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    8. Measurements of wavelength dependent scattering and backscattering coefficients by low-coherence spectroscopy

      Measurements of wavelength dependent scattering and backscattering coefficients by low-coherence spectroscopy
      Quantitative measurements of scattering properties are invaluable for optical techniques in medicine. However, noninvasive, quantitative measurements of scattering properties over a large wavelength range remain challenging. We introduce low-coherence spectroscopy as a noninvasive method to locally and simultaneously measure scattering μs and backscattering μb coefficients from 480 to 700 nm with 8 nm spectral resolution. The method is tested on media with varying scattering properties (μs = 1 to 34 mm−1 and μb = 2.10−6 to 2.10−3 mm−1), containing different sized polystyrene spheres. The results are in excellent agreement with Mie theory.
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    9. Combined Raman spectroscopy and optical coherence tomography device for tissue characterization

      Combined Raman spectroscopy and optical coherence tomography device for tissue characterization

      We report a dual-modal device capable of sequential acquisition of Raman spectroscopy (RS) and optical coherence tomography (OCT) along a common optical axis. The device enhances application of both RS and OCT by precisely guiding RS acquisition with OCT images while also compensating for the lack of molecular specificity in OCT with the biochemical specificity of RS. We characterize the system performance and demonstrate the capability to identify structurally ambiguous features within an OCT image with RS in a scattering phantom, guide acquisition of RS from a localized malignancy in ex vivo breast tissue, and perform in vivo tissue analysis ...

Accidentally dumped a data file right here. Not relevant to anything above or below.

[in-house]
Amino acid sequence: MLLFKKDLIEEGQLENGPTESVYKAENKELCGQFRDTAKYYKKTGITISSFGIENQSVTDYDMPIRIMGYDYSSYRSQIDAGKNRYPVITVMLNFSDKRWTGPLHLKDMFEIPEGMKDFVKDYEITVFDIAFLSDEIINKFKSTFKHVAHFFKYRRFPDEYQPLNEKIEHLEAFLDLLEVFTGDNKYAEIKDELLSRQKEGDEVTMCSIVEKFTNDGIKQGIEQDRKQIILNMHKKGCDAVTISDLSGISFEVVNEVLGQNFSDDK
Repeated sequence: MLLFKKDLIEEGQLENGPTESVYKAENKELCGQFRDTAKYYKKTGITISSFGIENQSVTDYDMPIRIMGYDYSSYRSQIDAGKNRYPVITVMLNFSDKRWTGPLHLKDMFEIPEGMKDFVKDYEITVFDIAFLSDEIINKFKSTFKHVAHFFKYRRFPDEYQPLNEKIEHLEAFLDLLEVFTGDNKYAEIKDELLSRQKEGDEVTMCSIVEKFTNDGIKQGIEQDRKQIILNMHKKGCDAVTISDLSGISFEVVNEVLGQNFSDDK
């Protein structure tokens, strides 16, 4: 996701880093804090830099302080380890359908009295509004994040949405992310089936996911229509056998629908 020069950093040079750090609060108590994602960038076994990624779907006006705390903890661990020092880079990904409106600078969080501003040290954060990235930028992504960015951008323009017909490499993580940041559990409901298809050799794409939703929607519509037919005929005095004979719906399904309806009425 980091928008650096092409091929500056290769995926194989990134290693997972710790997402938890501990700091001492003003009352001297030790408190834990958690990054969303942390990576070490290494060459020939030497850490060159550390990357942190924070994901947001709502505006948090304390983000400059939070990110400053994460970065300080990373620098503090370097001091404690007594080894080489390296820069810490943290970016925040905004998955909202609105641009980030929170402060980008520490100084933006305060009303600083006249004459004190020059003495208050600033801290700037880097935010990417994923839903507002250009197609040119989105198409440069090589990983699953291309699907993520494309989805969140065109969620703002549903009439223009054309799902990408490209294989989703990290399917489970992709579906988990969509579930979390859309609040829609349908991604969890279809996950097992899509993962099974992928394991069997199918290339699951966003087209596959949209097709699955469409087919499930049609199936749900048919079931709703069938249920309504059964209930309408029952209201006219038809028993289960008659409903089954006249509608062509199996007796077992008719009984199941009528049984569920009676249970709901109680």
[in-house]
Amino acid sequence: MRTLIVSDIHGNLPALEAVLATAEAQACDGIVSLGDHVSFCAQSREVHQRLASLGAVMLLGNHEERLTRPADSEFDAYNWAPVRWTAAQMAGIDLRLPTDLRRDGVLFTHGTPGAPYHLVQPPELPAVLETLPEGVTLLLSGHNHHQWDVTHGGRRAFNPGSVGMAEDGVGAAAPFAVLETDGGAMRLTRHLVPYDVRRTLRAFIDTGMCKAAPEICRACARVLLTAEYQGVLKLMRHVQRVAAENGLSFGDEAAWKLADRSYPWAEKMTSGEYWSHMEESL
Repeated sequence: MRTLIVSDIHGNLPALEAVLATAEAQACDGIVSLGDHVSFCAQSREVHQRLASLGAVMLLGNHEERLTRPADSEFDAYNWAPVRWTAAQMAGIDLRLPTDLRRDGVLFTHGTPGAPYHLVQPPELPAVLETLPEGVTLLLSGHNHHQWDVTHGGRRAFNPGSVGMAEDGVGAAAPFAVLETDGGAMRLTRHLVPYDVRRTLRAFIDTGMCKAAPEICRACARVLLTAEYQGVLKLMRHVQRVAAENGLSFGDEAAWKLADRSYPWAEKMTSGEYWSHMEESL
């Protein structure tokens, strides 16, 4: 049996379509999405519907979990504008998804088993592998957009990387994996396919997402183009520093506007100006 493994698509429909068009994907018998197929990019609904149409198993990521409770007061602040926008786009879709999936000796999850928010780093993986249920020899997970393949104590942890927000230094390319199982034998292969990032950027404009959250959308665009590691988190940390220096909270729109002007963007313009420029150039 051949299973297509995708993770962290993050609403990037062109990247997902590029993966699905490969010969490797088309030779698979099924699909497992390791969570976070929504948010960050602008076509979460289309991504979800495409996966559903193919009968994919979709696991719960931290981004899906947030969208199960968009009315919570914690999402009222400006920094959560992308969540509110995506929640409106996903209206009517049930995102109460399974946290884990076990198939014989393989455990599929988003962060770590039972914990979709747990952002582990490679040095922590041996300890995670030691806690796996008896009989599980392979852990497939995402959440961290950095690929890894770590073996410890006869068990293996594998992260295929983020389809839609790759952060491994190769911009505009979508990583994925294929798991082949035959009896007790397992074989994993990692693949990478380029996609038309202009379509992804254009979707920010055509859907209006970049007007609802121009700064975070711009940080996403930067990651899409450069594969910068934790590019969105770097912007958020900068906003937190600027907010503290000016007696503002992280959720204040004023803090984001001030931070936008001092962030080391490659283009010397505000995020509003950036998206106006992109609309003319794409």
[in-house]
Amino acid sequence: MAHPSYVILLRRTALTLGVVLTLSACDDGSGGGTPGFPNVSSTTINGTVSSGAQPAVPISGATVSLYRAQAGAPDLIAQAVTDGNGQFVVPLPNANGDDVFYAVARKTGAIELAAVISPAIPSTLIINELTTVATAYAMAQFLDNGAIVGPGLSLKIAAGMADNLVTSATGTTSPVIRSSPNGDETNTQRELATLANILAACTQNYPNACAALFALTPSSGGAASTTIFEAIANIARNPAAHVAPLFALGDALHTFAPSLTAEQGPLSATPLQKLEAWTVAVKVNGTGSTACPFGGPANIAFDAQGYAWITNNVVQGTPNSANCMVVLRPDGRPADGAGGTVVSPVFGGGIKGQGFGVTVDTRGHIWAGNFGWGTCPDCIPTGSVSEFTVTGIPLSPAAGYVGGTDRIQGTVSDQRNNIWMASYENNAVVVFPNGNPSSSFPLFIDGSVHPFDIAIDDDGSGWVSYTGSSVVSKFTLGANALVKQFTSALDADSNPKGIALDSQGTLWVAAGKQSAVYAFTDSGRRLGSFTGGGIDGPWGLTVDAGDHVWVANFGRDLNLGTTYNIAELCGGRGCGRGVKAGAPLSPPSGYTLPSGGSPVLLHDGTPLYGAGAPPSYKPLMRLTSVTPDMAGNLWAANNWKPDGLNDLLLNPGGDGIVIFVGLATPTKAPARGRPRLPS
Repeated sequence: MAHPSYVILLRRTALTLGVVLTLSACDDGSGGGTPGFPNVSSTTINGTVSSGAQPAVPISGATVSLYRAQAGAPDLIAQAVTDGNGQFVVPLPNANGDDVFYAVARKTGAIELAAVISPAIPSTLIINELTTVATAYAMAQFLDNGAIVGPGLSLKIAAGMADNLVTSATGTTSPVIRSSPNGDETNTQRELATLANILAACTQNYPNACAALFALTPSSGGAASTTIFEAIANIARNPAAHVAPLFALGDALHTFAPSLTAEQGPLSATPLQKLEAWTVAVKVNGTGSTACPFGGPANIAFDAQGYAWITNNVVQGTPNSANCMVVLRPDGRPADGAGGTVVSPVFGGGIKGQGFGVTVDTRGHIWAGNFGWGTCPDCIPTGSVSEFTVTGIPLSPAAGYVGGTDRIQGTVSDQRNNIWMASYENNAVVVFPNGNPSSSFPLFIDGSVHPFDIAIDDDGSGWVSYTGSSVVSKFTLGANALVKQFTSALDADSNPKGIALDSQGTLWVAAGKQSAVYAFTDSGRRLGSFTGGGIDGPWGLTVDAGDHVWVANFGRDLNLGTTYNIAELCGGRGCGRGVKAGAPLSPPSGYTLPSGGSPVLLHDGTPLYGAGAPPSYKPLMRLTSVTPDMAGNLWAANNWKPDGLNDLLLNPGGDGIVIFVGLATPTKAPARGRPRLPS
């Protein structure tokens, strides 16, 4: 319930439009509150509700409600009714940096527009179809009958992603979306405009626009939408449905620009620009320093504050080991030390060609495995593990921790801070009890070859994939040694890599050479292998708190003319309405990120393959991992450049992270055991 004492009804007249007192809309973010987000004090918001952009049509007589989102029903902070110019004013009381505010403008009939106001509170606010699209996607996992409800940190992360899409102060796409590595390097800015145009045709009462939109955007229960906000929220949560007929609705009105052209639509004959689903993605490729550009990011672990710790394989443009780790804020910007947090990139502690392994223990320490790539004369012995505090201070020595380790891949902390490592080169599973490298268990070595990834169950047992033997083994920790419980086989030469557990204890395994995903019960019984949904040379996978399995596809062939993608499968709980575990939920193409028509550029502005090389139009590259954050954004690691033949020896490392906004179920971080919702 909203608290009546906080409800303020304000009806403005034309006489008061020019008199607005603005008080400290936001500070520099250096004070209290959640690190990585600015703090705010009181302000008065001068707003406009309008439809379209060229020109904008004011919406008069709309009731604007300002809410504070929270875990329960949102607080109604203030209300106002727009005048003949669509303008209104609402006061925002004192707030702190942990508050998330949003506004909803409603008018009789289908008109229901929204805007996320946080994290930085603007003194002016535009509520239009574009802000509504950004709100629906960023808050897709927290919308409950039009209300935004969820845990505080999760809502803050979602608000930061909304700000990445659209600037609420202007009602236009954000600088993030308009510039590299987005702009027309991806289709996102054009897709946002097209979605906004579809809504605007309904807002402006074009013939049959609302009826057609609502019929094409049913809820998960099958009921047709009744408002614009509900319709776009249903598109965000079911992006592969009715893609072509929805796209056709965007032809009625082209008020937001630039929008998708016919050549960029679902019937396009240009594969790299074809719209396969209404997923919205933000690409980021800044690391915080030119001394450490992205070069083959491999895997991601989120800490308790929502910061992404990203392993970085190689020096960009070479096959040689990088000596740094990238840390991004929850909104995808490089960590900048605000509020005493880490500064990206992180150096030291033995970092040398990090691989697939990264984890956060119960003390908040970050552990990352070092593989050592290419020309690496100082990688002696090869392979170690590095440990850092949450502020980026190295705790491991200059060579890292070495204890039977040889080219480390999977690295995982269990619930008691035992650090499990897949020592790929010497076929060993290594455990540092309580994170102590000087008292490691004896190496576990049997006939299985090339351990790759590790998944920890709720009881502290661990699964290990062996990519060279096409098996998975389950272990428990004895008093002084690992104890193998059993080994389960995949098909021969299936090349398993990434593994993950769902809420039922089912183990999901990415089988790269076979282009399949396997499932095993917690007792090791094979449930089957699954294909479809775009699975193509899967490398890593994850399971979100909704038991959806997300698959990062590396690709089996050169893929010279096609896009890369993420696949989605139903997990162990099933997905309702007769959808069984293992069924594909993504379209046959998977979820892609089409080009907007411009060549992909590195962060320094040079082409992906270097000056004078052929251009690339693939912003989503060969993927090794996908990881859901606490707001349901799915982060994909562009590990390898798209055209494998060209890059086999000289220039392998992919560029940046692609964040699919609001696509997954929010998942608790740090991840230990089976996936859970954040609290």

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    1-9 of 9
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  2. Topics in the News

    1. (8 articles) Ton G. van Leeuwen
    2. (8 articles) Nienke Bosschaart
    3. (7 articles) Academic Medical Center at the University of Amsterdam
    4. (6 articles) University of Twente
    5. (6 articles) Dirk J. Faber
    6. (1 articles) Vanderbilt University
    7. (1 articles) VU University Amsterdam
    8. (1 articles) Anita Mahadevan-Jansen
    9. (1 articles) Chetan A. Patil
    10. (1 articles) Massachusetts General Hospital
    11. (1 articles) Harvard University
    12. (1 articles) Guillermo J. Tearney
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    Combined Raman spectroscopy and optical coherence tomography device for tissue characterization Measurements of wavelength dependent scattering and backscattering coefficients by low-coherence spectroscopy Optical properties of neonatal skin measured in vivo as a function of age and skin pigmentation In vivo low-coherence spectroscopic measurements of local hemoglobin absorption spectra in human skin Spectral domain detection in low-coherence spectroscopy Quantitative comparison of analysis methods for spectroscopic optical coherence tomography Quantitative comparison of analysis methods for spectroscopic optical coherence tomography: reply to comment Validation of quantitative attenuation and backscattering coefficient measurements by optical coherence tomography in the concentration-dependent and multiple scattering regime Spatially confined quantification of bilirubin concentrations by spectroscopic visible-light optical coherence tomography Imaging the Human Prostate Gland Using 1-μm-Resolution Optical Coherence Tomography In Vivo and Ex Vivo Microscopy: Moving Toward the Integration of Optical Imaging Technologies Into Pathology Practice Recognition of calcified neoatherosclerosis